The changing of the guard at the Health and Human Services Department has finished with little to no fireworks.
The Senate voted 78-17 Thursday afternoon to confirm Sylvia Mathews Burwell as the next HHS secretary. The final vote followed a procedural vote to end debate on her nomination Wednesday, which passed 67-28.
President Obama announced Burwell’s nomination nearly two months ago, along with the resignation of outgoing Secretary Kathleen Sebelius.
As head of one of the biggest government agencies, and charged with implementing the still-controversial Affordable Care Act, the HHS secretary holds a highly politicized position. This became all the more true following the disastrous rollout of the federal enrollment website in October, which had Republicans calling for Sebelius’s termination as early as last fall.
Yet Burwell’s confirmation process has been surprisingly smooth. The former Office of Management and Budget director has had the support of several top Republican lawmakers from the beginning, including Sens. John McCain, Tom Coburn, Orrin Hatch, and Richard Burr. Fourteen Republicans joined Democrats to advance her nomination to a final vote Wednesday.
A few conservatives, such as Sens. Ted Cruz and Mike Lee, attempted to hold up her nomination and use the vote as a vehicle to criticize Obamacare. But the efforts did not gain steam among others in their party, and new Senate rules requiring only 51 votes for approval gave Burwell an easy path to confirmation.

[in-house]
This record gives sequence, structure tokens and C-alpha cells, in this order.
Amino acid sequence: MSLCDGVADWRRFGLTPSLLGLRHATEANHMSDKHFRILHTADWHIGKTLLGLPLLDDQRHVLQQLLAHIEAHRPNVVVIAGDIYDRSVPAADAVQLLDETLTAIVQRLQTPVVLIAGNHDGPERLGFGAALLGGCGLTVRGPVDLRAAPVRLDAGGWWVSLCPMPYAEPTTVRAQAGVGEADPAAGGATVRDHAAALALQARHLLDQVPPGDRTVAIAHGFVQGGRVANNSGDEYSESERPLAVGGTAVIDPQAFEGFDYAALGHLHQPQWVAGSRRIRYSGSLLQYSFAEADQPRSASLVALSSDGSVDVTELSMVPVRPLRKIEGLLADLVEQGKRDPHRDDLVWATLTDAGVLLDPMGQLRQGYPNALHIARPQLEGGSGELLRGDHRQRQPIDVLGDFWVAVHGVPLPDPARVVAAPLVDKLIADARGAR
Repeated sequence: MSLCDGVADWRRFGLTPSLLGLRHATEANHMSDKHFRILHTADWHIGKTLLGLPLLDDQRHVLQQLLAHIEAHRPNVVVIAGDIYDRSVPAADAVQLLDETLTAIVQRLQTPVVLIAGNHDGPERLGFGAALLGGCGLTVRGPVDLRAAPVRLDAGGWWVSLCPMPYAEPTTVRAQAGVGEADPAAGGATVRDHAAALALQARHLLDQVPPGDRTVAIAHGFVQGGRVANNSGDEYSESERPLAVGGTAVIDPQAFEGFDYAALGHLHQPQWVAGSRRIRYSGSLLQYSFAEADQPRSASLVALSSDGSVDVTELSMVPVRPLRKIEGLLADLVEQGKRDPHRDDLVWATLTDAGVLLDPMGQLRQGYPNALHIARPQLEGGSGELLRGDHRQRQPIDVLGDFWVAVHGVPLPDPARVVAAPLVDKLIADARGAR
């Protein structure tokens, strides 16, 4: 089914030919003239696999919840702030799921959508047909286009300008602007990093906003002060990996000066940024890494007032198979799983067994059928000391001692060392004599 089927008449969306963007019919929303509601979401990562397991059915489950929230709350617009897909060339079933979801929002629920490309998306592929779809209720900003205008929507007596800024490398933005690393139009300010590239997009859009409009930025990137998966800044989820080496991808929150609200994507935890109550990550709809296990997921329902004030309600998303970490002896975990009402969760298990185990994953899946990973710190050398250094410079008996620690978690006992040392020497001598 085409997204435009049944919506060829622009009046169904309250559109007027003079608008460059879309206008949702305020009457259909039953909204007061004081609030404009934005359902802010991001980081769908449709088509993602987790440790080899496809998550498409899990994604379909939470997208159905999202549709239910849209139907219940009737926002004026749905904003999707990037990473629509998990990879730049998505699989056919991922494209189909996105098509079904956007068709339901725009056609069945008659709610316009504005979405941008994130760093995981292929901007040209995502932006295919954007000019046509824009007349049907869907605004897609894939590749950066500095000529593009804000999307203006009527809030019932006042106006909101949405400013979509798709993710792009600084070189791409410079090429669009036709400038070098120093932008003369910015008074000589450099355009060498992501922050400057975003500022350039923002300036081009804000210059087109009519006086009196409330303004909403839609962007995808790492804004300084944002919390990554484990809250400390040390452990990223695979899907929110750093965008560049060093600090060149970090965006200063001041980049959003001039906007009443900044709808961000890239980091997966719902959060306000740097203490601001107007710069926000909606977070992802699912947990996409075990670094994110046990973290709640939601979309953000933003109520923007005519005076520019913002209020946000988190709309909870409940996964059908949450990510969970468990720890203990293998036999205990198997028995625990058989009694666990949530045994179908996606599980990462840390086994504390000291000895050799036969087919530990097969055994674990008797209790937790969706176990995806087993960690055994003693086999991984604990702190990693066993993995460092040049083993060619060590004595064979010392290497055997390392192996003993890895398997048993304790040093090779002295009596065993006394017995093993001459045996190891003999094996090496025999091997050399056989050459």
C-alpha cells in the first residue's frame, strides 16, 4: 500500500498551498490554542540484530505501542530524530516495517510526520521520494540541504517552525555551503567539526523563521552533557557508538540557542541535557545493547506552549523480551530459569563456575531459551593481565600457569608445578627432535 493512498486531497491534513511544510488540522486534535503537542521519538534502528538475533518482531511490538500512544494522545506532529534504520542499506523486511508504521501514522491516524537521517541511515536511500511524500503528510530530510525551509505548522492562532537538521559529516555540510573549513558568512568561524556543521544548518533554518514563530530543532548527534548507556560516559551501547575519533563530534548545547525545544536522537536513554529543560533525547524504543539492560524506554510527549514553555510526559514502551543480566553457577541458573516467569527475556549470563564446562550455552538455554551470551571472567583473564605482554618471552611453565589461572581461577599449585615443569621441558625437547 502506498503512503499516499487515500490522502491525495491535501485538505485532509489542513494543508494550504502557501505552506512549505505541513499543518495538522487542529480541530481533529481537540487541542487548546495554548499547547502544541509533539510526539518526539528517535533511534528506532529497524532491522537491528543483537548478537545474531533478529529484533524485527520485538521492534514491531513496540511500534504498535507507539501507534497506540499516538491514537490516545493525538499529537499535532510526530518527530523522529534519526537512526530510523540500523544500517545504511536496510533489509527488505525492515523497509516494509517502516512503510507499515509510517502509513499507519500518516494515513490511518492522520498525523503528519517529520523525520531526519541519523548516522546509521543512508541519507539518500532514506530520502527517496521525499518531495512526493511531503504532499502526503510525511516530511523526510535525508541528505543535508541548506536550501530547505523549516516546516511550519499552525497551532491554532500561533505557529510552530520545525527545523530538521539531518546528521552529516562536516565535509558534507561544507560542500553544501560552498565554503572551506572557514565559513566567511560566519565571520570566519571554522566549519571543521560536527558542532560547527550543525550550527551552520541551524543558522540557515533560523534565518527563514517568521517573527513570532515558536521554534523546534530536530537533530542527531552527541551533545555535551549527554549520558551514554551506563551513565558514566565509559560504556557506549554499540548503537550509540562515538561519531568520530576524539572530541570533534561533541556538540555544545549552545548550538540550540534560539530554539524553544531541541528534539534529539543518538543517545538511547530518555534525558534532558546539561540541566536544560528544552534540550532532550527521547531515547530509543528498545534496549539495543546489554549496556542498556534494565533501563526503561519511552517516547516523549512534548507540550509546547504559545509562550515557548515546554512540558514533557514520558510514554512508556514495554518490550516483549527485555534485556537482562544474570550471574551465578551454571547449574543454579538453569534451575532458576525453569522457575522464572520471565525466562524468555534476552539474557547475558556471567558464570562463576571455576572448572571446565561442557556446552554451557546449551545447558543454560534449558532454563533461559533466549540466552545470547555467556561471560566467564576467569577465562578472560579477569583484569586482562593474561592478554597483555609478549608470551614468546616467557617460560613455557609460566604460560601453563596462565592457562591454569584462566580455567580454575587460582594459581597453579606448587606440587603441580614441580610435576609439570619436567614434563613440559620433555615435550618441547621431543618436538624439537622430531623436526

“No one should misread my vote today as an acknowledgement that all is well in the world of Obamacare and HHS,” Sen. Hatch said Thursday, ahead of the vote. “[But Burwell] has acknowledged, for her part, that problems exist, and is committed to fix those problems. Under this administration, that’s probably the best we can hope for.” The senator from Utah said he would do all he can to help the secretary in her new role.
Twenty-four Republicans voted to confirm her on Thursday, including Hatch, Lamar Alexander, John Barrasso, Richard Burr, Saxby Chambliss, Dan Coats, Tom Coburn, Susan Collins, Chuck Grassley, Rob Portman, and Pat Toomey.
Both sides have lauded Burwell’s willingness to work across the aisle and her effective management style as evidence of her qualification for the position — a crucial skill that former administration officials have said Sebelius lacked.
However, the new HHS chief certainly has her work cut out for her. The easy part is over; Burwell will now have to deal with the continued challenges of implementing the health care law — including ongoing technical problems, policy changes, political opposition, and looming premium rate filings — along with other issues that may arise in the department. Lawmakers hope that her willingness to work across the aisle will ease some of these potential roadblocks.
Burwell will be sworn in Monday, according to an HHS aide.
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The Senate bill "would increase the number of people without health insurance by 22 million by 2026, a figure that is only slightly lower than the 23 million more uninsured that the House version would create. Next year, 15 million more people would be uninsured compared with current law...The legislation would decrease federal deficits by a total of $321 billion over a decade."